Love and Sex

There is a certain wit to Valerie
Breiman’s Love and Sex that
makes it something more than a complete waste of an evening. As Dr. Johnson said
of the Giant’s Causeway, it is worth
seeing but not worth going to see. Could he have been looking forward to
the age of videotape? The story makes use of a simple framing device. Journalist
Kate (Famke Janssen) is charged with the task of exploiting her own romantic
history as a means of describing love and sex and their customs among young
adults today. This naturally requires a series of flashbacks recounting her
various emotional and sexual entanglements. The weak link would seem to be the
absurd idea that we don’t already
know, partly with the help of movies like this one, far more than we need to
know about love and sex among the young today. At the same time it is entirely
believable that a woman’s magazine of
the sort Kate works for would think such an investigation an original idea.

The real problem with it is also the
film’s chief virtue: that a story of
sexual adventurism in a very self-consciously contemporary
manner—one that, if not as crass as
the ghastly Whipped, seems to be undertaken in the same
spirit—swiftly turns into a romance. We are entirely prepared to offer up
our sympathies to the troubled yet ever-promising relationship between Kate and
her true love, Adam (Jon Favreau), but what then becomes of the premiss of the
female adventurer? She claims to have slept with thirteen different men before
him, but we meet only two of them. Could it be that there is a shyness here of
making her appear slutty? Likewise, her gal-pal Mary (Cheri Oteri) back at the
magazine, with whom she is presumably meant to compare sexual notes in a
delightfully light-hearted fashion, almost completely drops out of the movie
once the romance gets rolling.

One is driven to the conclusion that the frame is really just a kind of
Potemkin village designed to disguise from an incorrigibly hip audience the fact
that it is being offered nothing more, really, than an old-fashioned romance.
There is an unattractive timidity about this imposture that is ultimately
off-putting. In somewhat the same way, when Kate gets pregnant the problem is
almost immediately solved by a convenient miscarriage. Of course we know why Ms
Breiman spares her the necessity of the abortion that she is said to be toying
with. For all our—and the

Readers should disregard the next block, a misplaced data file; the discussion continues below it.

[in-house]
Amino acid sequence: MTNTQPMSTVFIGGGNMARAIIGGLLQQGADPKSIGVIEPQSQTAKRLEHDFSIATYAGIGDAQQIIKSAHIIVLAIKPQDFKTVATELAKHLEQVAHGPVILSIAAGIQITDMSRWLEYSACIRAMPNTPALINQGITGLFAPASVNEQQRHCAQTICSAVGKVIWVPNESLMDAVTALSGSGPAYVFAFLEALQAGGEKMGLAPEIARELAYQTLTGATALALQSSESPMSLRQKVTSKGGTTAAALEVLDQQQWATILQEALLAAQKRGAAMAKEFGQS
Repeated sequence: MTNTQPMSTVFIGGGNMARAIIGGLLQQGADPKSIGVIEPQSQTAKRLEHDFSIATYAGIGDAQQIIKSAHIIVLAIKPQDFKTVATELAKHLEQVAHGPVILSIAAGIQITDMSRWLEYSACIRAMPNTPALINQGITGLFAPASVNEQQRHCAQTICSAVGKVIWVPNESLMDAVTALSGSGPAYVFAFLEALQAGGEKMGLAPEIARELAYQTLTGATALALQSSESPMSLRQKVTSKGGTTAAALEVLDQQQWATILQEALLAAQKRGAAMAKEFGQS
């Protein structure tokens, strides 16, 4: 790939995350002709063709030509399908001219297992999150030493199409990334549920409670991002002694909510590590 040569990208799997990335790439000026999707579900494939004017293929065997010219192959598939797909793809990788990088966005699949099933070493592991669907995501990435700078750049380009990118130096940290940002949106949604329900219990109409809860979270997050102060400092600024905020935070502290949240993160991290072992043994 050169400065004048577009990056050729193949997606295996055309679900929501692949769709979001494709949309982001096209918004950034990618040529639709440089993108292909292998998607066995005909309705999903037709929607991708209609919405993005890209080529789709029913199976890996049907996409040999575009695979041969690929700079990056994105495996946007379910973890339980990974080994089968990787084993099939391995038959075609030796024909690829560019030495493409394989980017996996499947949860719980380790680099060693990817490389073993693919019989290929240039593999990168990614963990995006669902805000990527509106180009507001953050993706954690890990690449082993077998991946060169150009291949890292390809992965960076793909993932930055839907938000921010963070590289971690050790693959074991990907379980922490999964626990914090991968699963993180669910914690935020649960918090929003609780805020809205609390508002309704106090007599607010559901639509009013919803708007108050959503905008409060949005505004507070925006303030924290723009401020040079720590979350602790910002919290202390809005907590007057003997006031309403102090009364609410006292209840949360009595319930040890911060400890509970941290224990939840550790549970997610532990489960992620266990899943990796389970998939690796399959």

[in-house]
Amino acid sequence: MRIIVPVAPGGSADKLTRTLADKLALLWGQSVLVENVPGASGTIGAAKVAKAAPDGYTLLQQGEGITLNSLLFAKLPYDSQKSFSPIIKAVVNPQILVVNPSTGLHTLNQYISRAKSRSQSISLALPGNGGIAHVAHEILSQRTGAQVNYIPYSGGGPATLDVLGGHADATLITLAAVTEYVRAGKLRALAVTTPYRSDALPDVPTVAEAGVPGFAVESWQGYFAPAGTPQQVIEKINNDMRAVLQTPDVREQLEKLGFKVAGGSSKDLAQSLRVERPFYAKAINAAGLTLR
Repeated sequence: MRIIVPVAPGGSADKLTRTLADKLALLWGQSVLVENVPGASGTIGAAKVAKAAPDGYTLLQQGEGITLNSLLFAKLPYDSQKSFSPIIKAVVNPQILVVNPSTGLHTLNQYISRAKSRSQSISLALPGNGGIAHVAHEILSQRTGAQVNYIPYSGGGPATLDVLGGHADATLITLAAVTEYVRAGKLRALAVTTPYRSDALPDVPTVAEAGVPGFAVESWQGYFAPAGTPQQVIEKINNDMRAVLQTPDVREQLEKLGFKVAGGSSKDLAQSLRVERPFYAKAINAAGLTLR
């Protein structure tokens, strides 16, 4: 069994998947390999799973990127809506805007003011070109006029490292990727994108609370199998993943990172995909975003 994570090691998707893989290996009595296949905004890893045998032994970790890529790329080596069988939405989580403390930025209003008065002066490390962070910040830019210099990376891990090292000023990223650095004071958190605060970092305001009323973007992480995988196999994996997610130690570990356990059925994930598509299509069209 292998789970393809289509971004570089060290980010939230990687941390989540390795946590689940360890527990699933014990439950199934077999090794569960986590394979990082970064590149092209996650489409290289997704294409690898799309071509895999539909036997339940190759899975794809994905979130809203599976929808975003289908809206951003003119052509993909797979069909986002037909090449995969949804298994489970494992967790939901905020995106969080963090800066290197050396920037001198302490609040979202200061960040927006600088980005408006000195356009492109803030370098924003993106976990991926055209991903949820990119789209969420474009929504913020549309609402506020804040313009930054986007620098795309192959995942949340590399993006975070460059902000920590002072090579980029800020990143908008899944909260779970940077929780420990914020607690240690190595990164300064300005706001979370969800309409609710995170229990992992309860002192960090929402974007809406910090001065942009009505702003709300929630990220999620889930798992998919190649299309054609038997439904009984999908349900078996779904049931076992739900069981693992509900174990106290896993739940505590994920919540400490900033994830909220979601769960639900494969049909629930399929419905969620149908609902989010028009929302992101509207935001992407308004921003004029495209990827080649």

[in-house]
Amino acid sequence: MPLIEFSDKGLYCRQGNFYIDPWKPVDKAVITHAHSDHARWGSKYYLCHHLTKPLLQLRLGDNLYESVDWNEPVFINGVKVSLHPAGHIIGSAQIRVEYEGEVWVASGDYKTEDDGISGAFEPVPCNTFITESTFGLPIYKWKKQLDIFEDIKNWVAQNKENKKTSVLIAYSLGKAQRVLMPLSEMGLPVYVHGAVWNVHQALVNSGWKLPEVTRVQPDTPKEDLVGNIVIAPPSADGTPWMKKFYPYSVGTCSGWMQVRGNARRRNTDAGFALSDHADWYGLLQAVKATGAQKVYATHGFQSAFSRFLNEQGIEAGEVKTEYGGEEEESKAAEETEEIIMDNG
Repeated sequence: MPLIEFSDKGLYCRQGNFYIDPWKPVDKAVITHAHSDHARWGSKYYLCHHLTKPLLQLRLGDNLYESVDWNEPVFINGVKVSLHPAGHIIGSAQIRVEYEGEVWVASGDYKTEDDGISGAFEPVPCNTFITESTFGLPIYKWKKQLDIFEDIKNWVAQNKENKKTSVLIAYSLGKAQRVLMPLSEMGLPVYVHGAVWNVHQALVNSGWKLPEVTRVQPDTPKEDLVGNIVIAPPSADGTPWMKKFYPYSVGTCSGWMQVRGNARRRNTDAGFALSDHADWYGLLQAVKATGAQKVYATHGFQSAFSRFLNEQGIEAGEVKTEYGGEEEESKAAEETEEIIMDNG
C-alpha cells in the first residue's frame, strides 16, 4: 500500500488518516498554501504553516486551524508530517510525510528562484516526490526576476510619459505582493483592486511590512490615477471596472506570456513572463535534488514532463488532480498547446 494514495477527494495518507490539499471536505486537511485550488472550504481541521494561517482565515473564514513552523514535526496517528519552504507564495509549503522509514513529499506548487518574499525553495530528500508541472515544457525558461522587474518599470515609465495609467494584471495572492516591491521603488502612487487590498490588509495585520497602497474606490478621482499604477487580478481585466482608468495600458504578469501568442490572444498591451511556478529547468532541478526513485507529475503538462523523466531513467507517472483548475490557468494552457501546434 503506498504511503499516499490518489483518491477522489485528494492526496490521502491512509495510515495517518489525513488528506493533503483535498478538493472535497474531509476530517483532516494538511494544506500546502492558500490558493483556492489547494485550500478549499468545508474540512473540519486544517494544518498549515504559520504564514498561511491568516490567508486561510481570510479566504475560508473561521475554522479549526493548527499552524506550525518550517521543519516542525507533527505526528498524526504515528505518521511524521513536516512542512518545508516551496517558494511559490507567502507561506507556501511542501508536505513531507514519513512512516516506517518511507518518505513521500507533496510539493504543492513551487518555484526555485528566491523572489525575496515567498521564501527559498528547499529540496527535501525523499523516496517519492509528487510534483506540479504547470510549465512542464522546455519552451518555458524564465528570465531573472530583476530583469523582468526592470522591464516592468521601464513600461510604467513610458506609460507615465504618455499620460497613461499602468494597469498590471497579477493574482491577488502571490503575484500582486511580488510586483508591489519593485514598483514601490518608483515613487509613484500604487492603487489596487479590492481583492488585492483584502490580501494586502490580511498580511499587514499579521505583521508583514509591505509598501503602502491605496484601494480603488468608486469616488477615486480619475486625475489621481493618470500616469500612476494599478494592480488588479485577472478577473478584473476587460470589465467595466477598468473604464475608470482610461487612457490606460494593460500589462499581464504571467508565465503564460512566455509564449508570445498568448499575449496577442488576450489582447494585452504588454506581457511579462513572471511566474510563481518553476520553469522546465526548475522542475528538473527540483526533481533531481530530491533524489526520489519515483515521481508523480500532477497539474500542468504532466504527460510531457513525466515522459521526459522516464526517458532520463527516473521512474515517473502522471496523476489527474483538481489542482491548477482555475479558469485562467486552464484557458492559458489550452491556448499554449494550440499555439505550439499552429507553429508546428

celebration of women’s sexual freedom,
we are still ashamed and guilty enough about the fatal
that makes that freedom possible not to want to see it made by a character we
like. This way, Kate gets to be the victim too. But we are left with the sense
that Ms Breiman and her movie ought to have more the courage of their

On the plus side, there is some sharp observation and some well-written
dialogue, both in establishing the rapport between Adam and Kate and in the few
bits of the movie that are left over from the original, female-Tom-Jones
scenario. One of the two affairs in
Kate’s past that we learn something
about begins with her car’s
rear-ending that of a man called Eric (Noah Emmerich) who, after shouting at her
in the street, tries to pick her up. Perhaps the adrenalin rush makes this seem
like a good idea to her, but soon, in the middle of the dinner to which he
subsequently takes her, we see them locked in a passionate embrace in the
men’s room of the restaurant.
Afterwards, back at their table Eric is exultant and Kate more dubious. He is
sure that they have much in common.

“What do we have in
common?” she asks.

Eric has to think for a while and then says,
“How many people do you know who can
comfortably have sex in public

Kate, incredulous, replies: “Every
man I’ve ever met!”

This kind of feminine wonder at masculine obtuseness looks forward to
Kate’s relationship, on the rebound
from Adam, with the brainless actor Joey Santino (Josh Hopkins), who announces
after a night of lovemaking that he is in love with her.
“We’ve known each other 14
hours,” she says to
him—and most of that time has been
spent in non-stop sex.

“I loved you in the first
hour,” says Joey.
“I waited thirteen to tell

Here, as in so many other instances, the good and appealing things about the
movie are those which take us back to the sort of feminine wisdom which, by
finding ways to tame the male appetite, makes traditional romance possible. But
the chugging away in the background of Ms
Breiman’s strenuous efforts not to be
excessively traditional is in the end too much of a distraction from the

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